Chelsy politely bowed, then grabbed onto my sleeve. "You too," I smiled, and saying farewell to Mrs. Leavis, I returned with Chelsy to the facility.
"Teacher... You're sleeping there again? I told you before, you'll catch a cold..."
Chelsy shook me with her cheeks puffed up. I sat up, looked around, and searched my memory. ...I'd fallen asleep on the sofa in the library.
"Ahaha... Sorry. I was being wary, but I nodded off anyway."
"Geez... You have to be careful! There's a big temperature difference between night and day this time of year... Oh, here, Teacher, um..."
Just remembering something, she dug through her pockets and handed me a vermilion notebook.
"Bye, Teacher. It's time to sleep... Make sure you sleep in your room!", she warned, rubbing her heavy eyelids. Even as she went to leave the library, she kept looking back at me, repeating that I sleep in my room.
"I know, I know, I will. Good night, Chelsy."
She finally looked satisfied, and replied "Good night." With a leisurely gait, she returned to her room.
I took a breath, and ran through what I knew about her in my mind. She'd periodically gone to get medicine from her grandmother's house, and her mother warmed her not to take any detours.
Yet that day, she had gone to pick flowers from a garden. When she did, a stranger came up and talked to her. She was wary at first, but as they talked and he held her hand, she felt he wasn't a bad person. Maybe the loneliness brought about by her father rarely coming home made her feel that way.
Afterward, the man said he'd come to visit her grandmother's house to buy some medicine. However, he lived in town and had never been in the forest before, so he got lost. Chelsy thus decided to escort him to grandma's house.
The story after that, I heard the same way from Mrs. Leavis and Chelsy. I was hung up on the fact that the man seemed to abruptly change, attacking her grandmother and trying to steal her medicine. There had been many similar incidents lately. Though in this case, we heard nothing from the culprit...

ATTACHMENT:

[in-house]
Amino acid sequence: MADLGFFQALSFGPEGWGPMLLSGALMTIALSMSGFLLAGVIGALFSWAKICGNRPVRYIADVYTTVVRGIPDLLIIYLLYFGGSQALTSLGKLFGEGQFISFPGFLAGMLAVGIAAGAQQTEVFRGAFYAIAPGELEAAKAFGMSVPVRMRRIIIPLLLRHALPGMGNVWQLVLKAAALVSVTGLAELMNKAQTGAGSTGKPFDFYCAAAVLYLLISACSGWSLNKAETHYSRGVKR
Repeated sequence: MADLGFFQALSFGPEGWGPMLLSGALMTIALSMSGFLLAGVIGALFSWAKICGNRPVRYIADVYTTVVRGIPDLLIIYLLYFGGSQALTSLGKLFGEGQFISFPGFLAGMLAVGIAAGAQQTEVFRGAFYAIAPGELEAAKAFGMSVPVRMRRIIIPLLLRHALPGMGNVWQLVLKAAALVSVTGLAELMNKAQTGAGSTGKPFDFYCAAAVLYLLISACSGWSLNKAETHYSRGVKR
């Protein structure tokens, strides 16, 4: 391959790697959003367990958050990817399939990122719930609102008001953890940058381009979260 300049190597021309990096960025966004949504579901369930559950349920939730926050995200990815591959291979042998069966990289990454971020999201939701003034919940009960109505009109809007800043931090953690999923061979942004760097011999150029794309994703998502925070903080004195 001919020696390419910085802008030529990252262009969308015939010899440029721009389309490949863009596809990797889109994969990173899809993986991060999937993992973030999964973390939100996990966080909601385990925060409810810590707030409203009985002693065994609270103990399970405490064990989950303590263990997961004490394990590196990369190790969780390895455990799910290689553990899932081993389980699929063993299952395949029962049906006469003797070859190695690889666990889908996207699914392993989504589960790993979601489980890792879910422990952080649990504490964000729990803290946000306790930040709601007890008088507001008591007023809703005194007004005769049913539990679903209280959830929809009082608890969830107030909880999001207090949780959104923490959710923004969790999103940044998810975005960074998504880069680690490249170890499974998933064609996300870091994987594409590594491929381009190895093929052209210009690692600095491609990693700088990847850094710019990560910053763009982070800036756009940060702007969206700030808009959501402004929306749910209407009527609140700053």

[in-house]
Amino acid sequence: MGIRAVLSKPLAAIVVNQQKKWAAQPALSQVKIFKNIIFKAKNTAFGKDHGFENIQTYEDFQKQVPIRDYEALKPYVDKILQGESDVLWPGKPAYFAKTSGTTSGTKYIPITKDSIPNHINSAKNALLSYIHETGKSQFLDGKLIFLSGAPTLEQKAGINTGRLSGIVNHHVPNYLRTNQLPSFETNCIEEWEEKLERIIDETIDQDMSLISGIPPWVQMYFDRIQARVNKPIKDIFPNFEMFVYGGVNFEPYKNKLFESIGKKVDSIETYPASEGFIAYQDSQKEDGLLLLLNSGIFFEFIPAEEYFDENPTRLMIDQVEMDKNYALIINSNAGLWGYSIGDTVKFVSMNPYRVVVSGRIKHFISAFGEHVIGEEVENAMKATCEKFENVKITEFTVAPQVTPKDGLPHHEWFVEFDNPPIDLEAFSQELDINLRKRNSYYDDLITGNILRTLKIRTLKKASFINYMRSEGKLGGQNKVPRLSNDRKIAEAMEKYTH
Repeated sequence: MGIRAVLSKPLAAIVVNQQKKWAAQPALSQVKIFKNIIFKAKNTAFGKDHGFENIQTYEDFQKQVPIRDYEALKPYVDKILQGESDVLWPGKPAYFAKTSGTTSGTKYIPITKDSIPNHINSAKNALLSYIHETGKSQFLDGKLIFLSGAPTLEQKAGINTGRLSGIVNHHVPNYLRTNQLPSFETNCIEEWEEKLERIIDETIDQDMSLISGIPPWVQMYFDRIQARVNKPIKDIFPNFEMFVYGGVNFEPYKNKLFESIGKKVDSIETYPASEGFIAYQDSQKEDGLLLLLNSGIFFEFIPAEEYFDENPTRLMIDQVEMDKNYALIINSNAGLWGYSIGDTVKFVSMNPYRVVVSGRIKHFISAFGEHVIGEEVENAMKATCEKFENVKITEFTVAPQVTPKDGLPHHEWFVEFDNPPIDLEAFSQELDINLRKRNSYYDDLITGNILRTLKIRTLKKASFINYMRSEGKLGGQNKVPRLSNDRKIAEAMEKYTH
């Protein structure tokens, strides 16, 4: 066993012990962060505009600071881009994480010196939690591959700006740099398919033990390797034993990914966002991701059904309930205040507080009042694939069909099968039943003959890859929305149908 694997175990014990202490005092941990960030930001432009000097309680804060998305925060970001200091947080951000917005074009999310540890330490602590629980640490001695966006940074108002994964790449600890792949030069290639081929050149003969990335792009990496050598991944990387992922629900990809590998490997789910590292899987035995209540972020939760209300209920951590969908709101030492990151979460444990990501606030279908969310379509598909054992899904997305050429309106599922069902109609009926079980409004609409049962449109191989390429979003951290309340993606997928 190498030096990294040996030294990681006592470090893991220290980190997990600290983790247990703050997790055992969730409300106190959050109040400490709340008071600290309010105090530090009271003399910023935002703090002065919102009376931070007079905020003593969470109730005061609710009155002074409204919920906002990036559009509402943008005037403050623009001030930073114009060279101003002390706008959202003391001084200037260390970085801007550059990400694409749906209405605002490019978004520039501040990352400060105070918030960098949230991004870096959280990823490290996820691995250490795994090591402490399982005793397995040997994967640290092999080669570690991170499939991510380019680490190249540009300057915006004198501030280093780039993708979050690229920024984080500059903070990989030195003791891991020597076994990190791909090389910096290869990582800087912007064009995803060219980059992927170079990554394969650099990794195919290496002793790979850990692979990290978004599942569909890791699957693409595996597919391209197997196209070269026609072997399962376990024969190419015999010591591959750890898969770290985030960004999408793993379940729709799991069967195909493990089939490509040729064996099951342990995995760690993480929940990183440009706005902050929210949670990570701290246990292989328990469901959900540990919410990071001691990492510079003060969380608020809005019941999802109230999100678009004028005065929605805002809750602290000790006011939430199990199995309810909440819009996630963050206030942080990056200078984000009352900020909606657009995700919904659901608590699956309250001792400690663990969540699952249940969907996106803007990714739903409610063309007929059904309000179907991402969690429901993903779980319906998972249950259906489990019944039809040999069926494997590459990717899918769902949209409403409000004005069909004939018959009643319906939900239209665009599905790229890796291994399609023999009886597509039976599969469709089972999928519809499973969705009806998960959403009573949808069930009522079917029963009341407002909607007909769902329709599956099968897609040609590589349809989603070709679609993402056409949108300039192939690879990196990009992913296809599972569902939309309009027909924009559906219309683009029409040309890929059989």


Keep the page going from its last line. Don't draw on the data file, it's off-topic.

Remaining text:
"...I'll need to gather more information."
I stretched, and once again returned to my desk.
While recalling the events of taking Chelsy to the facility, I walked through the forest, and soon found a place similar to the garden I had passed through on the way. However, unlike that garden, this one didn't have any out-of-place flowers blooming without regard for the season. I sat carefully to not crush any flowers and calmed my breathing. And I recalled the first page of the notebook she gave me.
|Teacher, I... still can't forgive father. Those eyes... that color... I'm scared. ...Help me.|
If she could recover from the shock of that incident, would she be able to live there with her family again? It wasn't inconceivable. But there was no reason for her to move back yet.
I heard the same rumbling as in Letty's World, and the ground began to shake. The surrounding plants quickly grew like a fast-forwarded video, encircling me.
Was this... the World collapsing? Ah, not again...
I had a feeling this might have happened. Yet, I hadn't thought in the slightest she would break her promise. Before I could solve that, green vines and oddly-shaped leaves began to coil around me, and I was swallowed up.
"Welcome back. ...I say with a smile, but I'm made quite uncomfortable by that face you're making," the White Rabbit said with irritation. "Ah, well, at least you seem to have safely recovered the key. I can't complain about that."
"...Is there no way to save the people in those Worlds?", I nervously asked the increasingly irritated Rabbit.
"Ah... Well, you do that by not entering their Worlds. No matter how much care taken, a person's heart will inevitably be hurt by any other, won't it."
The White Rabbit folded his arms and began to tap his elbow with a white finger.
"Just think about it. Having the locks to hidden parts of yourself forced open. ...The doors in the Worlds are there to keep those places locked up. And having sticky hands upon what you never wanted touched... Unpleasant even for you, yes?"
I silently listened to the Rabbit. ...So the moment I entered a World, even if it was entirely unconscious, I was hurting them.
"...Oh, it's quite all right. I'll handle the rest. Never mind the Alices. Focus on the keys, please." He grinned eerily. It might have been the first smile I'd seen that didn't feel kind. I left the White Rabbit and headed for the third door.